Review by STELLA:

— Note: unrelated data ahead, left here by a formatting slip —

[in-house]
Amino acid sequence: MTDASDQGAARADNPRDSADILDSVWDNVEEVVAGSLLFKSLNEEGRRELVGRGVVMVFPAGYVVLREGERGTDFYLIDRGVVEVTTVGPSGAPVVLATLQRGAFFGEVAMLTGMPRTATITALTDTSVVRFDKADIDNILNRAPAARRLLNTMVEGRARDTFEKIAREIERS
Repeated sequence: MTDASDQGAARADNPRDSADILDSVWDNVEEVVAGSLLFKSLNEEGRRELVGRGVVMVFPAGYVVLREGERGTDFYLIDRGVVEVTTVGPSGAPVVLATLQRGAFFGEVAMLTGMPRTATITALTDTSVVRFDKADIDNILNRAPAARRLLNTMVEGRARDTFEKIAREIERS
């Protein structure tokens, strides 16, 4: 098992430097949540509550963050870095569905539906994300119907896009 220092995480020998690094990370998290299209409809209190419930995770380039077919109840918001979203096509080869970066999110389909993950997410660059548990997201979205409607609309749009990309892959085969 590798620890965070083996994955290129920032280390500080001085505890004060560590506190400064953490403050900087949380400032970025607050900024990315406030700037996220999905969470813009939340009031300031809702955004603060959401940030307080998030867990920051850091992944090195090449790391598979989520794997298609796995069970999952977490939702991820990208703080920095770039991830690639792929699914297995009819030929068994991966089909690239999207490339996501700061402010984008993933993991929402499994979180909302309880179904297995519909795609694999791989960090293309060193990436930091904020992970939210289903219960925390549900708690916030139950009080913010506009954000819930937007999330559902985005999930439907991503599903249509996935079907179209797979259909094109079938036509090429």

A young artist is retreating into herself. She finds comfort face-down on the grotty carpet of her small bedsit in Dublin, miserably curled around herself, thinking about the carpets of her childhood and the failure of her adult life. Realising that she must quit her unsatisfactory job at the art gallery, she calls her mother, packs up, eschewing her seemingly few friends, and leaves the city to return to her childhood home. After a week or so in what she refers to as the ‘famine hospital’ - her childhood bedroom, packed with memories and mementos that she has a love/hate relationship with, she asks to stay in her Nan’s rundown cottage. Her grandmother died three years previously and the house with its tired 'For Sale' sign is still vacant. Staying here gives Frankie a sense of being centred, but she is still at odds with herself, and depression is forever on her back. She observes all the decaying mess that is nature and humanity, noticing the rundown, the broken, and the left behind. The nick-nacks of her Nan’s life on the sills of the windows both represent the pointless and the holders of memory - odd talismans. Frankie can’t quite seem to work up enthusiasm for much, but she has the observant eye of an artist. When she spots a dead robin on the roadside, she starts a project: photographs of dead things. Each chapter is entitled a dead animal, representing her finds: mouse, rabbit, fox, hedgehog, badger. The novel is set in rural Ireland: it’s both beautiful and bleak. Sara Baume’s A Line Made by Walking is an intimate portrait of mental illness, anxiety and acute awareness. While it is sometimes gruelling to be inside Frankie’s mind it is also fascinating: a mix between what we all hang onto in our lives (memories and safety nets), what we think but don’t say (Frankie has a tendency to speak ‘reality’ - she doesn’t hold back her thoughts - making observations which are like puncture wounds), and what it means to suffer the anxiety of being or trying to become an artist. Frankie’s issues lie in her deep uncertainty about her life and her inability to produce anything as an artist. Baume cleverly shapes the novel - it is written in the first person with clusters of capsule-like considerations, musings and memories, fleeting thoughts which build to capture this complex person. Interspersed within these deliberations are references to visual artworks - over 70. Frankie is constantly testing herself, drawing on her knowledge, trying to make herself relevant: “Works about Being, I test myself: On Kawara, beginning 1966. A series of paintings showing nothing but the date upon which they were made. He also sent missives to acquaintances and friends which simply read: I AM STILL ALIVE, followed by his signature.” If you know the works it adds further layers to the texture of the writing; if you don’t it leads to further discoveries. The chapters also feature the photographs of the dead animals. Baume isn’t interested in plot, she is investigating what it means to think and feel deeper, what sadness looks like, particularly inside the head of Frankie, a young woman stymied by her inability to act on her desires and overwhelmed by depression. It’s not all gloom; it is lifted by some wry observations, the lack of sentiment, and Baume’s excellent writing - sharp, astute and lyrical.